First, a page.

essentially the highest status thing is being a researcher and it’s like low status to just be a lecturer so it’s actually a different like class of professor that teaches most the classes that make sense so lectures do not have voting rights what oh man it’s so so you know academia is quite um you know just and this is an empirical fact it’s it’s overwhelmingly um left-wing yeah it it’s it’s empirically true like you know it’s 25-1 in some fields it’s a size like 50 to 1 and like academic associate sociology and that’s like uh you know liberals to moderates i mean that’s not even like you know there are very few conservatives which is interesting because um the whole system is incredibly hierarchical i mean like oh my god like this is the most it’s not a democracy no it is nothing near a democracy the people that are lecturers they don’t even get to vote on anything i always heard that upper level academia was like the mob because it’s a bunch of people slaving away on the off chance they’ll win the lottery and get to be tenured like the low level drug dealers work so on the off chance they’ll get to be the big boss one day and make a bunch of money it is very simple and the the one thing that was interesting in the book i didn’t realize this is essentially if you don’t land a tenure track job out of the phd program almost immediately your chances of getting one essentially not zero so like if you went out and you’re like oh i’m just gonna be a lecturer or a postdoc well postdocs that’s kind of a different case but i’m going to be like an adjunct or something like that you’ll never get tenure essentially is that because they don’t want to take a chance on you or the phd students coming out or just that much more impressive because the field has advanced i think it’s both i think it’s incredibly competitive you know it’s subsidized so there’s like this glut there’s a glut of uh phd’s there’s not like a there’s there’s actually a lot of jobs but there’s a huge glut of production of academics now and it’s you know it’s good work if you can get it i mean that’s a really good title because you know a r1 research university professor that’s tenured is expected to work 200 hours a year the rest is up to them i heard that the biggest downfall of modern society is probably going to be only overproduction because it’s going to be elite over production because everybody wants a really great meaningful job and if they don’t get it they’re going to go out and write because it’s got to be somebody’s fault you have a degree in a phd from harvard and you can’t be a professor and you have to go and work it’s a barista starbucks you can’t study like medieval literature all the time like whose fault is that right so i know last year columbia so i was an english major finding out if i really stand out in this crowd so the english phds at columbia there were six of them they graduated and none of them got a tinder track job on columbia it was pretty interesting so you were talking about elite overproduction yeah so how did reading shakespeare help you in your life well you know i don’t know it’s like i read a lot of things but that were helpful it’s shakespeare shakespeare and i don’t i don’t mean to rag on english majors but like to be totally fair like will’s probably the most business successful person out of the three of us like for sure i know i’m only like a college student of course i know a japanese major and she never learned japanese so it could have been worse right so and i do find that uh people always get the wrong message i think i’ve told you guys this before the wrong message when i say this um they always always misconstrue this um so i’ll say you know like they’re all like what major were you and why would why did you do it and you know was it helpful and they say you know uh and i was like well you know as an english major and i find it was helpful because i think there is the i recognized early on there was this kind of elite overproduction phenomenon which we’ll talk about in a minute and i don’t really love that term but i think it does identify something real um so i i noticed there’s this phenomenon and there’s this idea that stem would save you like and this is still commonplace stem will save you and i had no illusions about that i had because there was no chance that the degree would provide any sense of like uh protection or in the job market security yeah economic security so it really forced me to confront that a lot earlier than essentially anyone else better than you’re graduating you’re now like oh no right exactly because i think that that happened to quite a few people i know it’s like oh my god here we are i’m like well you know i’ve been working on this for three and a half years like as hard as i can and that set me up well whereas um i think in you know i’ve been telling you guessed that for a while so i kind of came before you so you’re able to you know learn these lessons earlier um but i think and people always get the wrong message out of that like oh well you know the degree was probably actually helpful and i’m like no i don’t i don’t really think it was very helpful it was it was a consumption good i think it was quite good and i had a lot of time to um read a lot of things which i think is is really valuable like i was just going to the library and i just pulled books off the shelf and whatever subject i was interested in and it’s like you hear elon musk how do you learn about rockets he went and he read von braun’s book on rocketry right i mean like that’s the best way to learn things so you know i find that’s much easier than you know just some research professor who does not give a rat’s ass about teaching i mean using all the kids i know a bunch of second year third year um aerospace engineers and they don’t even know what delta v is it’s like oh i’m finally oh i’m so glad i’m in my aerospace class so i’ve been so like i’ve been waiting for so long to actually learn how to make a rocket right oh my god you’re in your third year and you haven’t even learned anything about rockets like i mean and then i look at it and i’m like wait i’m in my third fourth year of mechanical engineering i’ve you know what i’ve designed you know what i’ve engineered i’ve engineered a boat made of cardboard like yeah that’s it that’s it you know what it was it was a pretty good boat i gotta say i love my boat and it was with a team of really good people too but so i learned how to like kind of work as a team but like really like i’m here to learn about not like oh how to learn about engineering it’s like i want to know how to engineer and i shouldn’t have to wait until my fourth semester and i mean i’m high that’s right that’s right so finally in two separate engineering classes where like they’re called design of and that makes me like hopeful for the future right but i don’t know i mean it still seems like it still seems like hold up uh where’s all the engineering at right like where’s the actual engineering and that brings up a really good point um i i really like science and this is tied up with all the elite overproduction i i think science as a method is a very powerful thing um i believe you can find the truth with science which you can’t really do with anything else right you just find things so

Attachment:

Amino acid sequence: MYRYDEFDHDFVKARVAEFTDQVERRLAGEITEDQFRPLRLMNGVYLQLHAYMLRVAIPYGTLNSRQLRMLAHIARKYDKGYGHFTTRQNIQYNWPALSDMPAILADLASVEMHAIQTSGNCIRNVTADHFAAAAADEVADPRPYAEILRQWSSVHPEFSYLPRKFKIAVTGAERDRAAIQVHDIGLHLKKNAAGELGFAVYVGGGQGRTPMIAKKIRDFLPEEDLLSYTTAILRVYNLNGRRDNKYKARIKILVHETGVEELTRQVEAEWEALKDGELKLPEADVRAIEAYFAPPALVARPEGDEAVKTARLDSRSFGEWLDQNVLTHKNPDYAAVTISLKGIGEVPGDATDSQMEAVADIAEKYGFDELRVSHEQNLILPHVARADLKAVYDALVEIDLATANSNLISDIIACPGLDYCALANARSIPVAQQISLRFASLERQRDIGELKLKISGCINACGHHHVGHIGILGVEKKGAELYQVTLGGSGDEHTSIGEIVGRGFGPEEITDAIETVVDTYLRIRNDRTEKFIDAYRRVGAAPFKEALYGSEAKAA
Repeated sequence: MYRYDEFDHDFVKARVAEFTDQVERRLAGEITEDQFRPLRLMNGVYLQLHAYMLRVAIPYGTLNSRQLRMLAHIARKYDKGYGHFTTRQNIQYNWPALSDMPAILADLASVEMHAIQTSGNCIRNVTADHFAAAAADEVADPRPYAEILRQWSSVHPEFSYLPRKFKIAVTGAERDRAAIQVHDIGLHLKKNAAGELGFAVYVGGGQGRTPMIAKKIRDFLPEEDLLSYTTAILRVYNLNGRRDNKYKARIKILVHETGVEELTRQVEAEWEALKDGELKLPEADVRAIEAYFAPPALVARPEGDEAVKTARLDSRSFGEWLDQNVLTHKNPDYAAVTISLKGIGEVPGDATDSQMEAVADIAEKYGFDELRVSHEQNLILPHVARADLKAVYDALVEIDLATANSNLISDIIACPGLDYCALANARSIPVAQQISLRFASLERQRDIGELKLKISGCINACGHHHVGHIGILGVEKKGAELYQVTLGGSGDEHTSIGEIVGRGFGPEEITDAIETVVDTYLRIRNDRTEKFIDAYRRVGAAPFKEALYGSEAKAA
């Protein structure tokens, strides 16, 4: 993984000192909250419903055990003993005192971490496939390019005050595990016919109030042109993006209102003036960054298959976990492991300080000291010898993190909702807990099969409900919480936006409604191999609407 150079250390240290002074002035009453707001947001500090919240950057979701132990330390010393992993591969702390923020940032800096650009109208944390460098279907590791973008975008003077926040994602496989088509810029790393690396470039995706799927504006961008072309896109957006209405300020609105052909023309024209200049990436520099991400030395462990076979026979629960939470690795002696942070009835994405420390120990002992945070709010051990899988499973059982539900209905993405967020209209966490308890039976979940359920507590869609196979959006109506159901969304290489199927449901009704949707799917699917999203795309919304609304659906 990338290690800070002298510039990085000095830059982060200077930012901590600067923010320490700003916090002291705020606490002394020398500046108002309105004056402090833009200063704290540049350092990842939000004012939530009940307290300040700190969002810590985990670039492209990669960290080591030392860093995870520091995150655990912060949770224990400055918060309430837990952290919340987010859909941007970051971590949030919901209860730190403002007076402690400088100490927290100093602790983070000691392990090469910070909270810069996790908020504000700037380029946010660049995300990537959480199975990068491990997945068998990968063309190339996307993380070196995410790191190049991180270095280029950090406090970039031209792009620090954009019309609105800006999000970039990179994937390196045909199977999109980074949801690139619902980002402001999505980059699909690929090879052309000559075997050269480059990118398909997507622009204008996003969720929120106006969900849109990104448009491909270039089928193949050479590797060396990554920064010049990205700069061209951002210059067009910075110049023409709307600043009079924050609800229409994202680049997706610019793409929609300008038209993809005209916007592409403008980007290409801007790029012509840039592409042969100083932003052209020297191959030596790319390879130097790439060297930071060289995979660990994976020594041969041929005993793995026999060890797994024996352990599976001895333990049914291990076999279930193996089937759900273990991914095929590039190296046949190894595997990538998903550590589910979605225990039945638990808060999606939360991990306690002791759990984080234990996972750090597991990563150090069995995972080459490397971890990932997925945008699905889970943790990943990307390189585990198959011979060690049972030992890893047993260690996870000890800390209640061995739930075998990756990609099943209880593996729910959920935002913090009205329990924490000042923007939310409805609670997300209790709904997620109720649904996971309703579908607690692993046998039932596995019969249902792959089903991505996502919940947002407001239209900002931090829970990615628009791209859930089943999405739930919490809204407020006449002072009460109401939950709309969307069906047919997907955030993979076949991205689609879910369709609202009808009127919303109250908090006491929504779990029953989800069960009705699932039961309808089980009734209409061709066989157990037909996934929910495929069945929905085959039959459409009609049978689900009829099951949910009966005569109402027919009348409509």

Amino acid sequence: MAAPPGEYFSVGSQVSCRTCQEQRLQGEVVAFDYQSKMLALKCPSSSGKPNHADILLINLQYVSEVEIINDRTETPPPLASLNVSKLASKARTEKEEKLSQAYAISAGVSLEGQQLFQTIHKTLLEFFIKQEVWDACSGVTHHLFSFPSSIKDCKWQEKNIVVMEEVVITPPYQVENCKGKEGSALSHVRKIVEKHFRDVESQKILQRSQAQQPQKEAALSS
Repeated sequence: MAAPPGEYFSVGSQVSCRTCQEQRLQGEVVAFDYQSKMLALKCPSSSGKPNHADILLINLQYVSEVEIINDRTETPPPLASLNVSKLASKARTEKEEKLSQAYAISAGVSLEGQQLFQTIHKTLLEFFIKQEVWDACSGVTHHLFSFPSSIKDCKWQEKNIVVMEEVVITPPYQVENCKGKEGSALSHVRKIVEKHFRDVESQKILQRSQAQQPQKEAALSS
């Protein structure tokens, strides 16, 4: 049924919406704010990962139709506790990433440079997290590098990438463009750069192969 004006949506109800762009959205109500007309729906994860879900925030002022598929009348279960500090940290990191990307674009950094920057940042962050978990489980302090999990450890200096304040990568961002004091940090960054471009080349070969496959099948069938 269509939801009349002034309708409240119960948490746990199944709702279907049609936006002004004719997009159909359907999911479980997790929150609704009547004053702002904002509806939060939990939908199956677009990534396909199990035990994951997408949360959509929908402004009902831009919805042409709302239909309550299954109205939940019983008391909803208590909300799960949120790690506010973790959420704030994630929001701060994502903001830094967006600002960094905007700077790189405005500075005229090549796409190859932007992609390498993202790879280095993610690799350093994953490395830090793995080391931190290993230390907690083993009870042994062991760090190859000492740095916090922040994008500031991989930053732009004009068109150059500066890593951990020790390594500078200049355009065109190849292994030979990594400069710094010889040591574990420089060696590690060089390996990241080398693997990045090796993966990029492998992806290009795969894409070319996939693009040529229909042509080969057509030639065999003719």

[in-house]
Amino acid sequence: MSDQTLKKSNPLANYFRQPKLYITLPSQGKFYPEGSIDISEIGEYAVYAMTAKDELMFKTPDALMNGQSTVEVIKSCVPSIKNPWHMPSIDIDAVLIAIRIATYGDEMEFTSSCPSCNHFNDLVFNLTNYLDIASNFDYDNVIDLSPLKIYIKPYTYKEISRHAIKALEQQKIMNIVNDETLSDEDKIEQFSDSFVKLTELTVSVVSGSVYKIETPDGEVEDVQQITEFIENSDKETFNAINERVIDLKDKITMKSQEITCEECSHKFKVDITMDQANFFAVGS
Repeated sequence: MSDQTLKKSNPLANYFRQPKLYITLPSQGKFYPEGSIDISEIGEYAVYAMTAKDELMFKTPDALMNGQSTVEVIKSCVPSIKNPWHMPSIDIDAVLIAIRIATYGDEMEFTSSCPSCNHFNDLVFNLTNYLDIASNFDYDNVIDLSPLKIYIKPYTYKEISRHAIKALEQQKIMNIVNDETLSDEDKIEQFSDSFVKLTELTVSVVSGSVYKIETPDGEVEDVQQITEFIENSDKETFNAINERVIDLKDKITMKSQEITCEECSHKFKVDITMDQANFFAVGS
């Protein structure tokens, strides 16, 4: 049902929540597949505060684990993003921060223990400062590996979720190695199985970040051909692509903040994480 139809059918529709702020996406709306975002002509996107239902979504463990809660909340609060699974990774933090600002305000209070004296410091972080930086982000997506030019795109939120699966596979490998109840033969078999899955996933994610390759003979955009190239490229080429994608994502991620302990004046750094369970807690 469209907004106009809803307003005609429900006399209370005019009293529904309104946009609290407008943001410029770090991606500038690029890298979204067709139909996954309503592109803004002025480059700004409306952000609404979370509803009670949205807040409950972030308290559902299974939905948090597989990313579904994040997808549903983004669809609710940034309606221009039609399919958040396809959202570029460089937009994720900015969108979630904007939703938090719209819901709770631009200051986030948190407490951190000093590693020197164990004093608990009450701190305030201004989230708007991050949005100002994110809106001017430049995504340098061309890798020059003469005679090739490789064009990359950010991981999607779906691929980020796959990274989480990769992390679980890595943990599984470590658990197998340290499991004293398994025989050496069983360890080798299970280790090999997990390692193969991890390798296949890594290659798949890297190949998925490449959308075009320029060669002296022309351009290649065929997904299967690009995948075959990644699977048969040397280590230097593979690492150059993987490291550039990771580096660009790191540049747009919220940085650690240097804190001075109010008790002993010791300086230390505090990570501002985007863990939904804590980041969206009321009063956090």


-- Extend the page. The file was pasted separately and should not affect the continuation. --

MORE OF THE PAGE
but i do find there’s this there’s a meme in the culture that goes around right now um and it’s mostly from left left-wing people directed more right-wing people um and i won’t comment on any of that that’s the whole different thing we talk about but um and the idea is like you don’t trust science yeah and i think so i don’t trust science and what they’re really saying is not that i that that people that they don’t agree with don’t believe in this objective method it’s that people do not believe in technocratic experts um they don’t believe in the institution if that makes sense have you seen the replication crisis in psychology and as it like spreads and spreads and sort of metastasizes into like actual sciences you know exactly right now it’s in like biochemistry and i’m like oh jesus i’m like paging through the pages and pages of the studies that are getting recalled yeah and i’m like jesus like how are you ever going to know anything if you can just say whatever you want in scientific journals that are peer reviewed right so exactly so this huge distinction between science as a high status institution and the process itself anyone can do the process which i think is very important i want to everyone all our listeners understand anyone can do the process of science forming hypothesis and testing it if you’ve seen mythbusters you can do science you can do it yeah i don’t even have to watch that many episodes yeah but it’s like three episodes right if you don’t write it down you’re just screwing around just write that down right exactly but between the institution and i think our institutions are very sick and this is something i think we all believe in um our scientific institutions especially so one of the examples faith you just mentioned the replication crisis um which is fascinating i was going to mention your point what you just said that uh you know it started in psychology and social psychology and i think the reason we caught it there first was because because it’s really easy to test the replications test replicate and everyone understands it um what i do wonder about is uh you know quantum physics where there are probably 30 people in the world who can understand some of these problems they call it the um the theory of everything now because they’re super certain that it’s like very true but six years ago they were also going at the theory of it exactly exactly like oh there’s quirks and ends and you’re like i don’t know how much you really believe that but you sure do have 10 years right exactly and so we have to like cast a lot of skepticism because they’re very small groups you know it’s like and there’s no way to objectively evaluate it from where we’re sitting um so you have another cern right another sorry from building another 30 people here to understand how to use it yeah exactly um so i think that’s that’s super fascinating that uh you know so this replication crisis and what the replication crisis is i think we should probably define that just in case the reader hasn’t heard about it um so it started with power posing i don’t know if you guys remember this there’s famous ted talk oh i hate dead dogs so much man oh god don’t get me started on 10 dogs so and you know the the there was a famous harvard psychologist and she’s like look i found this great thing if you power pose you know you flex from the mirror before your interview you know you don’t remember like woman wonder woman for people who can’t see us right so you stand like wonder woman spread arms spread legs stand like a man show off those lats right so you uh you uh you do the power pose and then um you get some benefit like you’re more confident yeah you’re more confident in the interview right like yeah it’s a yeah you feel more self-confident yeah and so and then they perform better on like interviews that’s right and it turns out this is like completely does not replicate there’s no effect there’s no effect and this person made a bunch of money on the book and it was like it was very bad like so that andrew gellman came in and like oh look at they have these people p hacking we’re going all these statistical things what p hacking is uh so p hacking is you have a set of data and you have a bunch of hypothesis like oh maybe x correlates with a b c d or e and if it doesn’t correlate with four of them but it does correlate with one of them you can say look at that it correlates with f and you sort of hide the fact you’ve also tested for all of these other things but statistically if you test something enough times and you include enough variables some of those are going to correlate right so you have to pre-register your hypothesis and then say what you’re going to test for like before you do it you can’t go back and say oh this is like oh look i found this effect so so this is uh do you guys uh have you heard of this book you might have heard of this book glenn um it’s a famous book on relationships and i’m making blanking on the guy’s name right now very famous uh marriage counselor yeah uh what was this guy’s name uh oh man y’all keep talking my life can we go back to pee hacking while he’s looking for that because i i took statistics and i really believe in statistics and i know they think that if you like actually understand how they work it’s it’s easier to not be fooled but this p hacking thing i don’t really understand it and i know i kind of have a notion of what alpha values are right and i kind of have a notion of like what p values are but i don’t really so c could you reiterate on so if you have a bunch of hypothesis so like imagine you’re rolling a dice and you say okay if i stand on one foot and i roll the dice it makes it come up on twos more because magic is real so you try that and you’re like oh jesus this doesn’t work and so you try a bunch of different you start standing on the other foot you try waving your other hand around in the air you try like head banging while you do it and so statistically you’re going to end up with like more heads or like more rolling only twos on dice like just because yeah eventually you’re going to end up with twos every time in a row you say look at that when i stand on my head and karma sutra it always rolls on twos right but it that didn’t have any effect it was just chance that made that happen basically just because if you run something enough times standard variability normal variability yeah eventually it’s going to kind of matter just what distribution is that when it’s like normal distribution a normal distribution yeah if you have that then eventually one time it’s going to all end up on twos right that’s pretty interesting yeah and that’s that’s because you’re playing the metagame right you’re saying out of the statistics of the statistics yeah you can find anything you know right yep and find something that’s uh enticing enough to publish yeah and then you get six years later somebody comes says oh this doesn’t really replicate and you’re like oh maybe you weren’t chanting the karma sutra loud enough and like you can really just bury anything also and like you have tenure and the people replicating it are probably lecturers right they don’t vote and right they have the power to be fired yeah so how loudly are they gonna say this is actually [ __ ] and also with replication problems i mean you have to replicate and replicate and replicate and replicate right i have there’s a story of uh when i was back in life science when i came in as neuro my professor in my intro to life science class said you know oh he told us a story about there was this grad student and uh they were tasked with their first thing and they were supposed to read this and replicate this study and like they you know they were so optimistic they were they’re so happy because it looked like a pretty easy thing to do as a grad student and they did it and it didn’t come out right and they did it and it didn’t come out right and this happens for you know two years of their life and they’re like they’re like you know going crazy because it’s like how i must be a failure as a scientist right how easy should it be to replicate this simple study about two worms and then it turns out you know somebody comes in you know a tenured professor takes a look at it and is doing it and he put they put more resources towards it and i mean the best thing they could do when they because eventually it was oh what happened is someone falsified evidence right and so now i’ve wasted two years of my life as a grad student i can’t become i’m not on the path will was talking about i can’t become a tenured professor and only one for now